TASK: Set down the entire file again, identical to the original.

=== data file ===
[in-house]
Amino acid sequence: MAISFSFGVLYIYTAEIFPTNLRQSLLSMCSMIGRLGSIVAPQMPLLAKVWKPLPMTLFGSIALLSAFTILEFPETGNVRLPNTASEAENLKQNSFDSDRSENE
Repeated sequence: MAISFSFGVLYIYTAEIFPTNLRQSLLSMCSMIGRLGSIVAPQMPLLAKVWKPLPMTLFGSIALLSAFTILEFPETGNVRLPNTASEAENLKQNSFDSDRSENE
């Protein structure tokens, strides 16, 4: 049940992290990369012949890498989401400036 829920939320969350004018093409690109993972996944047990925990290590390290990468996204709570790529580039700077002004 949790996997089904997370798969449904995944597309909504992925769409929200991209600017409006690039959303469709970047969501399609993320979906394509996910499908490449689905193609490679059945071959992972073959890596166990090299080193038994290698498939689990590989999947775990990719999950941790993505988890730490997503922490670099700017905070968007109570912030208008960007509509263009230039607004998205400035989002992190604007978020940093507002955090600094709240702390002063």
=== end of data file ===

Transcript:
[in-house]
Amino acid sequence: MAISFSFGVLYIYTAEIFPTNLRQSLLSMCSMIGRLGSIVAPQMPLLAKVWKPLPMTLFGSIALLSAFTILEFPETGNVRLPNTASEAENLKQNSFDSDRSENE
Repeated sequence: MAISFSFGVLYIYTAEIFPTNLRQSLLSMCSMIGRLGSIVAPQMPLLAKVWKPLPMTLFGSIALLSAFTILEFPETGNVRLPNTASEAENLKQNSFDSDRSENE
């Protein structure tokens, strides 16, 4: 049940992290990369012949890498989401400036 829920939320969350004018093409690109993972996944047990925990290590390290990468996204709570790529580039700077002004 949790996997089904997370798969449904995944597309909504992925769409929200991209600017409006690039959303469709970047969501399609993320979906394509996910499908490449689905193609490679059945071959992972073959890596166990090299080193038994290698498939689990590989999947775990990719999950941790993505988890730490997503922490670099700017905070968007109570912030208008960007509509263009230039607004998205400035989002992190604007978020940093507002955090600094709240702390002063």